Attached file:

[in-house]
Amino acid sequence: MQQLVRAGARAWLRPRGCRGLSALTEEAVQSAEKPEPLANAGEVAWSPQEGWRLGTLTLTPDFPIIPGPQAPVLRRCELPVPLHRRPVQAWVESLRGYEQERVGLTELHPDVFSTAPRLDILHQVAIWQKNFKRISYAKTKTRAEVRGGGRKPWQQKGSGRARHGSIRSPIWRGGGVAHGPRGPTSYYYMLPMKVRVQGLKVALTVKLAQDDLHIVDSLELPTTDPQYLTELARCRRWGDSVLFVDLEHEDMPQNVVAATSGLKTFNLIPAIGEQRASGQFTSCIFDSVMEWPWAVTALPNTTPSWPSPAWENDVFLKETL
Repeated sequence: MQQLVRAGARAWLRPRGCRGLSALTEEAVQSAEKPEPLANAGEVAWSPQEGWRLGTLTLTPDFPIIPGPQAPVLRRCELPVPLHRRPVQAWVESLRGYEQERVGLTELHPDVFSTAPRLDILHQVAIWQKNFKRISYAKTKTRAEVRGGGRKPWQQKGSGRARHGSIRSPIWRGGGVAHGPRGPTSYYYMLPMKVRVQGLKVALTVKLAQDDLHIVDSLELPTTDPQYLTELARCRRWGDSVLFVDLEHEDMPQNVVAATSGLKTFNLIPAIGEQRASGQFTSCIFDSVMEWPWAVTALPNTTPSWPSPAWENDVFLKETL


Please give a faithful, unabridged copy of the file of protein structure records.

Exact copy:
[in-house]
Amino acid sequence: MQQLVRAGARAWLRPRGCRGLSALTEEAVQSAEKPEPLANAGEVAWSPQEGWRLGTLTLTPDFPIIPGPQAPVLRRCELPVPLHRRPVQAWVESLRGYEQERVGLTELHPDVFSTAPRLDILHQVAIWQKNFKRISYAKTKTRAEVRGGGRKPWQQKGSGRARHGSIRSPIWRGGGVAHGPRGPTSYYYMLPMKVRVQGLKVALTVKLAQDDLHIVDSLELPTTDPQYLTELARCRRWGDSVLFVDLEHEDMPQNVVAATSGLKTFNLIPAIGEQRASGQFTSCIFDSVMEWPWAVTALPNTTPSWPSPAWENDVFLKETL
Repeated sequence: MQQLVRAGARAWLRPRGCRGLSALTEEAVQSAEKPEPLANAGEVAWSPQEGWRLGTLTLTPDFPIIPGPQAPVLRRCELPVPLHRRPVQAWVESLRGYEQERVGLTELHPDVFSTAPRLDILHQVAIWQKNFKRISYAKTKTRAEVRGGGRKPWQQKGSGRARHGSIRSPIWRGGGVAHGPRGPTSYYYMLPMKVRVQGLKVALTVKLAQDDLHIVDSLELPTTDPQYLTELARCRRWGDSVLFVDLEHEDMPQNVVAATSGLKTFNLIPAIGEQRASGQFTSCIFDSVMEWPWAVTALPNTTPSWPSPAWENDVFLKETL